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Wind machines blow up a storm in south Florida
RenaissanceRe Holdings Ltd. is creating a storm with a newly announced catastrophe research project.
Dubbed the "Wall of Wind," the project is a joint endeavor between RenaissanceRe's WeatherPredict Consulting Inc. unit and Florida International University's International Hurricane Research Center in Miami.
The WOW facility--expected to be completed in the summer of 2007--will consist of six industrial fans that mimic Category 4 hurricane conditions in a laboratory setting to study the effects of wind and rain on various building materials and methods.
On the Simpson-Saffir scale, a Category 4 storm carries winds between 131 and 155 mph, typically causing cosmetic damage to buildings and blowing down trees and shrubs in its path. Hurricanes Charley in 2004 and Dennis in 2005 were both Category 4 hurricanes when they made landfall in Florida and Cuba, respectively, according to the National Weather Service.
"While substantial resources have been devoted to analyzing hurricanes and improving weather prediction, little scientific research has been done on the ways in which hurricanes affect the building materials that protect us," said Craig W. Tillman, president of WeatherPredict, in a statement.
Bacterium stops shakes and quakes
The power to give you strep throat...and prevent earthquakes?
Bacteria have gotten a bad rap, but that could change--at least among property insurers--in the wake of some new research.
Scientists are touting one form of the microbes based on a study showing bacterium Bacillus pasteurii may be useful in protecting buildings against quake damage, particularly the liquefaction that temblors can induce.
In laboratory tests, researchers found that Bacillus pasteurii causes sandy soil to bind with calcium carbonate to create a unified, stronger compound.
"Starting from a sand pile, you turn it back into sandstone," said Jason DeJong, a University of California-Davis researcher who led the study, in a statement.
The research team said the find has major advantages: Bacillus pasteurii presents no toxicity problems and soil-solidifying treatments could be done on existing structures.
Deal or No Deal risk simulation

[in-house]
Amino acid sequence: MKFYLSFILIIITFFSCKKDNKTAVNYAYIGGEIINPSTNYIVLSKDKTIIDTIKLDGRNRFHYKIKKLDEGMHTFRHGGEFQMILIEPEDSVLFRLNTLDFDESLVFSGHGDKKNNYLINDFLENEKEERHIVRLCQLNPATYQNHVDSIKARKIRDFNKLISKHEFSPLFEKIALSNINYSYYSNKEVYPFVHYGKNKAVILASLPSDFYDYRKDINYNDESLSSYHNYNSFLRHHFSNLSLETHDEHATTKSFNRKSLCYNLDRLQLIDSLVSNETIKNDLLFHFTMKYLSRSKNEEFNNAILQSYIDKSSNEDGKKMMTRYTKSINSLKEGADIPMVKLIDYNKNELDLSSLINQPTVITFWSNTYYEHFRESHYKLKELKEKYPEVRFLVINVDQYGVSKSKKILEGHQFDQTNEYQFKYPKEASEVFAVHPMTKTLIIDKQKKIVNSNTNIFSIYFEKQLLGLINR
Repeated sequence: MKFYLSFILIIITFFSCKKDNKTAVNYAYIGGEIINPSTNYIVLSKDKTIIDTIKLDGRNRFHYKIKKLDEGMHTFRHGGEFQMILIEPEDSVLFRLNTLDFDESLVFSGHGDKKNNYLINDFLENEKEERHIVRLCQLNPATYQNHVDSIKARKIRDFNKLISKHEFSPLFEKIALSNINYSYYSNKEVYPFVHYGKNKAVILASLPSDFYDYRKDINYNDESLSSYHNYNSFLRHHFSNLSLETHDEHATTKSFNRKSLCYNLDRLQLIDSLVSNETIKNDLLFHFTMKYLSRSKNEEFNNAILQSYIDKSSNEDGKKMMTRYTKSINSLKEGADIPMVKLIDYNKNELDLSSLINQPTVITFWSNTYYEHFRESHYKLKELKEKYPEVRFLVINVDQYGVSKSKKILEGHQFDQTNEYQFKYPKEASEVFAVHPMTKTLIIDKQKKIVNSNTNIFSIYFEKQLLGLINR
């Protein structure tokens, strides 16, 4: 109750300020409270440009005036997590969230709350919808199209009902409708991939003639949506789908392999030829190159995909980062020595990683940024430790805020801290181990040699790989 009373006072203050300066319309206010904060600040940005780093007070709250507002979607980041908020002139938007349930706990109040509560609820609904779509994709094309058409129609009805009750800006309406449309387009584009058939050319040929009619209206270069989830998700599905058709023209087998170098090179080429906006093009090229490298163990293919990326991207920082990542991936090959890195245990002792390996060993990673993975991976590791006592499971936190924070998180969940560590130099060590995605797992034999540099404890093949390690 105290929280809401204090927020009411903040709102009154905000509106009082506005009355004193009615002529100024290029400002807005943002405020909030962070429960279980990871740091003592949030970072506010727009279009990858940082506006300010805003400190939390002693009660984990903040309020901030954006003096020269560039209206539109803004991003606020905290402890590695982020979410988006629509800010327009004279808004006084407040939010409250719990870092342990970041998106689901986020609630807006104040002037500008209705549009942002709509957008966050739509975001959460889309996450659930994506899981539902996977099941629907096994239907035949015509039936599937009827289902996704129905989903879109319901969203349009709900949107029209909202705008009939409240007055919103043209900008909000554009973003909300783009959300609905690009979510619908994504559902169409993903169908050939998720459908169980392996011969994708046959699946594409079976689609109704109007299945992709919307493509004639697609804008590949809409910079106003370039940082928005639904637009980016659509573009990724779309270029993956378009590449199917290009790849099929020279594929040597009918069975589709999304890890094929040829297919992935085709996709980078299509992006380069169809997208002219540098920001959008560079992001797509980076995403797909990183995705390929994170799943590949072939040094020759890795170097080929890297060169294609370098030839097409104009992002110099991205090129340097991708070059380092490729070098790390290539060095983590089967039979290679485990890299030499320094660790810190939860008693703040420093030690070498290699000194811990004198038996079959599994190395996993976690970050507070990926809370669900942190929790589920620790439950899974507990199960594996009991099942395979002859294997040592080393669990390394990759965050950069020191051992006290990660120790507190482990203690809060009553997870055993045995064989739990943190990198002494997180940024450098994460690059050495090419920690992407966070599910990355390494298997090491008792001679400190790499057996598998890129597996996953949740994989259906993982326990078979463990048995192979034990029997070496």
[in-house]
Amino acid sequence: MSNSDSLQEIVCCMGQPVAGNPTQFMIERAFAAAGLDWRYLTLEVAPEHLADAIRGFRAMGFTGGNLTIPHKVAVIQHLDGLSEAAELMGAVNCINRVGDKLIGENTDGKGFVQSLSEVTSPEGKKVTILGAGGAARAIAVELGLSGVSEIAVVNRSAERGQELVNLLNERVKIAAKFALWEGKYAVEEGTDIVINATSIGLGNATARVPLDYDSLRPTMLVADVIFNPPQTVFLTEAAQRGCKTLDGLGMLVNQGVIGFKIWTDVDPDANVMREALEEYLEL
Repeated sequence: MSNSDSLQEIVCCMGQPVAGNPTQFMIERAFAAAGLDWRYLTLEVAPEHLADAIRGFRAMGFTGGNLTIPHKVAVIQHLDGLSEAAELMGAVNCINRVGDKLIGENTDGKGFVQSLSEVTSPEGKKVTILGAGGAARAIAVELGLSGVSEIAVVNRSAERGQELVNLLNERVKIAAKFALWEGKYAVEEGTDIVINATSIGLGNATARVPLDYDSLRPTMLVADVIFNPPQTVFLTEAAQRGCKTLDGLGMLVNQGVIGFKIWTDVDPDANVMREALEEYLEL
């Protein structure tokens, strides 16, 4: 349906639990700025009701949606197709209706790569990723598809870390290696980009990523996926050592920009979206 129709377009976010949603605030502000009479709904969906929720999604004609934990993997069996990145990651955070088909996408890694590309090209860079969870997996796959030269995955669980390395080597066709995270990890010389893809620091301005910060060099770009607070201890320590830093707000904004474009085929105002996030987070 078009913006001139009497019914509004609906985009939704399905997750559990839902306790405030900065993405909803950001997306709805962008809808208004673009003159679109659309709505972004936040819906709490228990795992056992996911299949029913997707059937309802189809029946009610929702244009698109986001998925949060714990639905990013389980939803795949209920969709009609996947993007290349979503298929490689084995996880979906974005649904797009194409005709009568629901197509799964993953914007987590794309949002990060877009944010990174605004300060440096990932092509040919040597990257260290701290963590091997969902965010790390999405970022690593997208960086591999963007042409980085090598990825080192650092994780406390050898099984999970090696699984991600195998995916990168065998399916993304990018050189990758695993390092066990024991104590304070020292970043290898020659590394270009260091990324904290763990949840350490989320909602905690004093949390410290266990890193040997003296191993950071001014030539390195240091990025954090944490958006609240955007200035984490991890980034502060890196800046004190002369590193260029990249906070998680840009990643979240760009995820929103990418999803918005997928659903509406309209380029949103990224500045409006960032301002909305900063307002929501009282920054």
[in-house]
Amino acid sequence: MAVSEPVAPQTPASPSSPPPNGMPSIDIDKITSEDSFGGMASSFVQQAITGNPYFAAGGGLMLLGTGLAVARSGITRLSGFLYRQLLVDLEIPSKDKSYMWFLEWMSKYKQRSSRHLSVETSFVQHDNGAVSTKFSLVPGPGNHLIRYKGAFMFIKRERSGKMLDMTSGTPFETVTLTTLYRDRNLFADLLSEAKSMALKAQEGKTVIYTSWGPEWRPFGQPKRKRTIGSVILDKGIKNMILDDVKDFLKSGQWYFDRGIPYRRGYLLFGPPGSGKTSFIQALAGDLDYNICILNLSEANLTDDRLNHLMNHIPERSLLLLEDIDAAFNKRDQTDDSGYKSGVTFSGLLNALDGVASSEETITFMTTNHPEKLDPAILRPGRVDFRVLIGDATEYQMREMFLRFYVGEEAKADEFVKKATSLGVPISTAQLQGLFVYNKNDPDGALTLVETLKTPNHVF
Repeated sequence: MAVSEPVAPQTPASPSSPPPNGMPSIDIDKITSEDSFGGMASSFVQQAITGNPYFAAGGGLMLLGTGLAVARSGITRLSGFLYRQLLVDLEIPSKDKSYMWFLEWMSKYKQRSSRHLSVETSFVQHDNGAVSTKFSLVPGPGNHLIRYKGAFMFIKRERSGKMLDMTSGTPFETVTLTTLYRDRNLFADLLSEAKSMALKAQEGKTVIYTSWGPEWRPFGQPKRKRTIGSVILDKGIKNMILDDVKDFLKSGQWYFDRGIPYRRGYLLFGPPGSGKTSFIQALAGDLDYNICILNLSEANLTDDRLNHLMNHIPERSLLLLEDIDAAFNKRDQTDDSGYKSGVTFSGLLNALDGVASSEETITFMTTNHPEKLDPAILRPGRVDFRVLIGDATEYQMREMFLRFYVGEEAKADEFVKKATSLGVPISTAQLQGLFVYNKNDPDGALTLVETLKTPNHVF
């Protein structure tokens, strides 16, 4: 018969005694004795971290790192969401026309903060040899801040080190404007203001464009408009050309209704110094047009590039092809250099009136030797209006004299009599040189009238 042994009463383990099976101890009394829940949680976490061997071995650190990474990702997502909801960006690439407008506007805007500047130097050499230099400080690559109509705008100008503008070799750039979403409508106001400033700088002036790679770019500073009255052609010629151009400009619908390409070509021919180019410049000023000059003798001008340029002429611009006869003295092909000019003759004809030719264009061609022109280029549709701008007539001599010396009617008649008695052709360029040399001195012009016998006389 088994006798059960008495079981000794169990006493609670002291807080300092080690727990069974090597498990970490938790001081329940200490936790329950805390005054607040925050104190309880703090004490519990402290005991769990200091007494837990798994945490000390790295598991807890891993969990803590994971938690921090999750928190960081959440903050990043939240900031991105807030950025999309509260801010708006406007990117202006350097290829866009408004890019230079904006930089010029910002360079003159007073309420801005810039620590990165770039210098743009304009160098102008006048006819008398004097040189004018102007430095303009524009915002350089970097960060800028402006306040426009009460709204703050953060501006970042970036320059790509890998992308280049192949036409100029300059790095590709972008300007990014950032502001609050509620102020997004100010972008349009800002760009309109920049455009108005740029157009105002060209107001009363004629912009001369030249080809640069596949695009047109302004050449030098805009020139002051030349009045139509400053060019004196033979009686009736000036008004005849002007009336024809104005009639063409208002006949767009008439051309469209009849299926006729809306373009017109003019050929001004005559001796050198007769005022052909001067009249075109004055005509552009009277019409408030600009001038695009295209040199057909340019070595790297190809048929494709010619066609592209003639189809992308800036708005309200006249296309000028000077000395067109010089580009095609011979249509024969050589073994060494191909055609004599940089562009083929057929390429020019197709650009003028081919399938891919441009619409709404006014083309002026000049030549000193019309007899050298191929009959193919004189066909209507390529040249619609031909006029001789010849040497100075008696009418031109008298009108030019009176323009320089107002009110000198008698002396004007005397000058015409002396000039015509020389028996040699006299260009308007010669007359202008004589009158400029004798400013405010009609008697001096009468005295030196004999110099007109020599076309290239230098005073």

A business student at the University of Virginia in Charlottesville has learned a financial lesson about risk tolerance and chance during a research project on how both impact the business world.
As part of the project conducted by two Darden School of Business professors, Class of '08 student Hideki Inoue survived more than a week of random eliminations and was named the school's luckiest student.
His reward was a shot at a $17,500 tuition subsidy donated by an unknown school benefactor.
But to secure the scholarship, the student had to choose between two identical briefcases--one that contained the prize and one that was empty.
Mr. Inoue, though, had a third, less fruitful option: a guaranteed prize of $5,679 in cash.
Instead, wearing the ancestral Samurai garb of his native Japan, Mr. Inoue stood before several hundred classmates and made his selection from the two briefcases.
That's when his luck ran out--but not his grace. After the empty briefcase was opened, Mr. Inoue bowed to the crowd, which responded with applause.
Professor Sam Bodily, whose class discusses the issue of uncertainty during company case studies and who emceed the event, observed that Mr. Inoue was neither more nor less lucky than his classmates.
The professor said the event would be held again next year to gauge the vagaries of luck and random events, according to a school release.
Oscar winner thanks Hank
Makers of "The Blood of Yingzhou District" accepted an Oscar last week in the short film documentary category and promptly thanked the Starr Foundation and Chairman Maurice R. "Hank" Greenberg.
Producer Thomas F. Lennon said it was the foundation's generous grant that allowed him and Director Ruby Yang to complete the documentary.
While expressing appreciation for the Academy Award, Mr. Lennon said the Starr Foundation grant allowed his China AIDS Media Project to create TV public service announcements watched by more than 200 million people across China.
"The PSAs are a bigger part of the story," Mr. Lennon said.
In one PSA, Chinese NBA center Yao Ming shoots hoops with former NBA star and AIDS sufferer Earvin "Magic" Johnson. They hug and later share food.
The message is that people need to be aware of AIDS, but they don't need to shun people with the disease, Mr. Lennon said.
"The Blood of Yingzhou District" examines similar subject matter.
It follows rural village children orphaned by parents who have contracted AIDS through tainted blood. One orphan is rejected by his extended family and faces social stigma as other children are not allowed to play with him.
But then a family accepts the young boy.
Mr. Lennon declined to disclose the amount of the grant but said that 18 months of fundraising had collected less than $50,000--until the Starr Foundation heard of and supported the project, with few bureaucratic hurdles.
It helped that Yao Ming had already been recruited for the PSAs, he added.
Contributing: Roberto Ceniceros, Dave Lenckus, Rupal Parekh